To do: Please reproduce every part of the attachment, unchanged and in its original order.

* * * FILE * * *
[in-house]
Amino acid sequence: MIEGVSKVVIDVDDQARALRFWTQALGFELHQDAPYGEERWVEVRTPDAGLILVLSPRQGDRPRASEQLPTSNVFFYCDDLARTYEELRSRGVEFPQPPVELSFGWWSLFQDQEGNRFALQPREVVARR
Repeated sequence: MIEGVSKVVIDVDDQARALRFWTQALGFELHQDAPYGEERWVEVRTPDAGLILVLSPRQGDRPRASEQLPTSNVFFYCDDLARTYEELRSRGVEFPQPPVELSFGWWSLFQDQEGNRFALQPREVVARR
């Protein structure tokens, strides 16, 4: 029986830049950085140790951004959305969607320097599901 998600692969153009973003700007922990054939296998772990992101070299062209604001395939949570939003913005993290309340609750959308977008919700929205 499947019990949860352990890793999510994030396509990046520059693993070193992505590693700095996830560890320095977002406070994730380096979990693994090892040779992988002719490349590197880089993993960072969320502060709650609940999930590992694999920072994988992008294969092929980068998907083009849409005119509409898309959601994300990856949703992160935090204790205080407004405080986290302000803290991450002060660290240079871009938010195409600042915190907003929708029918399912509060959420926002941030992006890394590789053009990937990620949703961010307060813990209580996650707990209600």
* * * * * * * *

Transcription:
[in-house]
Amino acid sequence: MIEGVSKVVIDVDDQARALRFWTQALGFELHQDAPYGEERWVEVRTPDAGLILVLSPRQGDRPRASEQLPTSNVFFYCDDLARTYEELRSRGVEFPQPPVELSFGWWSLFQDQEGNRFALQPREVVARR
Repeated sequence: MIEGVSKVVIDVDDQARALRFWTQALGFELHQDAPYGEERWVEVRTPDAGLILVLSPRQGDRPRASEQLPTSNVFFYCDDLARTYEELRSRGVEFPQPPVELSFGWWSLFQDQEGNRFALQPREVVARR
């Protein structure tokens, strides 16, 4: 029986830049950085140790951004959305969607320097599901 998600692969153009973003700007922990054939296998772990992101070299062209604001395939949570939003913005993290309340609750959308977008919700929205 499947019990949860352990890793999510994030396509990046520059693993070193992505590693700095996830560890320095977002406070994730380096979990693994090892040779992988002719490349590197880089993993960072969320502060709650609940999930590992694999920072994988992008294969092929980068998907083009849409005119509409898309959601994300990856949703992160935090204790205080407004405080986290302000803290991450002060660290240079871009938010195409600042915190907003929708029918399912509060959420926002941030992006890394590789053009990937990620949703961010307060813990209580996650707990209600």